A wise person once said that there are two kinds of companies: Those that have been breached and those that don’t know they have been breached.

At least, they don’t know yet. And by the time they do find out they’ve been victimized, it’s probably too late to control the damage.

Fortunately, there is a way to stay ahead of security problems that can compromise your reputation and your bottom line: Seed your security staff with ethical hackers or budget to contract for such services at least once a year.

The role of an ethical hacker is to think like an unethical one, digging deep into the IT environment to find – and address – security holes before the black-hats can take advantage of them. You may want to consider specifying that candidates for an in-house job, or employees from a third-party security firm, are certified ethical hackers. Anyone can call themselves an ethical hacker, after all, but a certification behind that moniker helps validate an individual’s real skills and abilities. Your business is too important to leave vulnerability assessments and penetration testing to grown-up script kiddies who want to do “good” hacking, but who may actually do damage because they don’t understand the tools they’re using. 

The EC-Council (The International Council of E-Commerce Consultants) is the home of the Certified Ethical Hacking and Countermeasures (CEH) security certification, which I’m proud to have been granted in 2006. Earning the certification entails learning how the bad guys actually breach an organization’s defenses, gaining first-hand knowledge of their tools and techniques in order to employ them for good. Certified ethical hackers also must understand that they are to deploy their knowledge for good and will obtain the organization’s explicit consent prior to traipsing across its systems and networks.  

Certified Ethical Hackers At Work

The decision to hire internal ethical hacking experts versus outsourcing the task to a contractor depends largely on the size and scope of a business and the risks to which it is prone. Most large financial firms, for example, have a cadre of ethical hackers on-hand to constantly evaluate potential threats and explore how vulnerabilities can be exploited. Tests might always be ongoing on their most high-risk systems, for instance, to ensure a hole never opens.

Having in-house staff with these skills makes sense when you have a big X painted on your back as being a prime cybercrime target. Hiring full-time certified ethical hackers also is a good idea if changes to networks or systems are pervasive at your organization, whatever industry you’re in, since any alterations can open up new vulnerabilities.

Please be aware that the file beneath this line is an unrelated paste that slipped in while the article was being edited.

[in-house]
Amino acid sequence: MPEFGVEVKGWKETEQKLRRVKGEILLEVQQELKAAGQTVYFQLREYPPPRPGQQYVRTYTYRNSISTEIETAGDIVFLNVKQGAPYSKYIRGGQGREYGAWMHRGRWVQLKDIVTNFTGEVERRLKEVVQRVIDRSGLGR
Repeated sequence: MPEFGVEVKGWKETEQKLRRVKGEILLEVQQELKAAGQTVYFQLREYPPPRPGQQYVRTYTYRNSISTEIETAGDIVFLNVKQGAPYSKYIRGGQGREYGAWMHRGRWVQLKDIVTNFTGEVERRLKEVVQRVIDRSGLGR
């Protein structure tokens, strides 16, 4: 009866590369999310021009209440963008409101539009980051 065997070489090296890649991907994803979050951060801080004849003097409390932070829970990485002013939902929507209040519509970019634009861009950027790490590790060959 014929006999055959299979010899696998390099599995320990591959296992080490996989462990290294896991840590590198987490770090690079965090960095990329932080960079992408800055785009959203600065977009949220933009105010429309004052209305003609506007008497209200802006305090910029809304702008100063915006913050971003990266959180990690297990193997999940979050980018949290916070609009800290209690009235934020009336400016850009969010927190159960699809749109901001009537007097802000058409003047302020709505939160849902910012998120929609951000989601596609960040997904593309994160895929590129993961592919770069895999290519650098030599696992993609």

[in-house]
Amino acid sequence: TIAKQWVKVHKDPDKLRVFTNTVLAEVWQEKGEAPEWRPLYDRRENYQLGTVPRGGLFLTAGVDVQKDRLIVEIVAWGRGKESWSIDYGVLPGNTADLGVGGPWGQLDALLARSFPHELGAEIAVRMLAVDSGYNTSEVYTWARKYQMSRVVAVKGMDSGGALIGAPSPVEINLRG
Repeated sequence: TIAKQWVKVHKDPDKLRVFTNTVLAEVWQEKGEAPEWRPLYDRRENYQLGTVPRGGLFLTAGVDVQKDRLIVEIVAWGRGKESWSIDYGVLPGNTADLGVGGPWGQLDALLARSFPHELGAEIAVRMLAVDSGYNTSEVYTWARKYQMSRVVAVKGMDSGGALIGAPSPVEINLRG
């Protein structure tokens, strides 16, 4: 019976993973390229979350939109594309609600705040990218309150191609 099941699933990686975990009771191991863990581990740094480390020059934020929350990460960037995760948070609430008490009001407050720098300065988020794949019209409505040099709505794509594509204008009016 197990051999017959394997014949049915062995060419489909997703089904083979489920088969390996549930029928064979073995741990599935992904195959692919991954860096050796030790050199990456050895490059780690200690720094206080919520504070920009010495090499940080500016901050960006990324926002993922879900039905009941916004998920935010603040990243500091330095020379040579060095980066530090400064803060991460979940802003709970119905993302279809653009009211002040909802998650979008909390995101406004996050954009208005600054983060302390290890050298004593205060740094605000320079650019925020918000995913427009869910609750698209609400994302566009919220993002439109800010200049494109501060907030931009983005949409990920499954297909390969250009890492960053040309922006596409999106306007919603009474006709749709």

However your business might source ethical hacking talent, one thing is certain: You are only as good as your last penetration tests. These tests are a series of attempts by on-staff or contracted ethical hackers to break into a corporate network and systems to see how they can exploit the holes identified in vulnerability assessments. Their means of entry run the gamut from using the Internet (Google Hacking), to remote access scenarios, to social engineering techniques directed at employees.

Penetration test efforts extend even to having ethical hackers physically enter the premises, disguised perhaps as a repair-person, to find open wired network connections they can plug into, or untended and unsecured PCs where they can install tools to capture passwords and gain network access.

The reason for trying all these doors, so to speak, is simple: The evil-doers need only find one way in, but the protectors need to put up roadblocks in every possible path. Admittedly, penetration testing is risky business, because production systems might break during the efforts. Some certified ethical hackers try to avoid creating problems for the business by conducting their tests during off-hours, or they may even build test systems that replicate real-world environments.

How long penetration testing takes varies depending on whether everything is being tested or just a subset of systems, but three to four weeks is not uncommon for a specific project. At the end of an effort, certified ethical hackers will disclose security problems to management and help them understand the risks each one creates as it relates to business impact.

Be prepared: An organization may well be presented with an intimidating list of dozens of security issues. The good news is that the top five or so identified on that list may represent the main avenues into the corporate environment, and fixing these may greatly reduce the need to address the other issues post-haste.

 When you bring certified ethical hacking into your organization, the opportunity is there to be a third kind of company: The kind that isn’t going to let a breach happen without putting up one heck of a fight.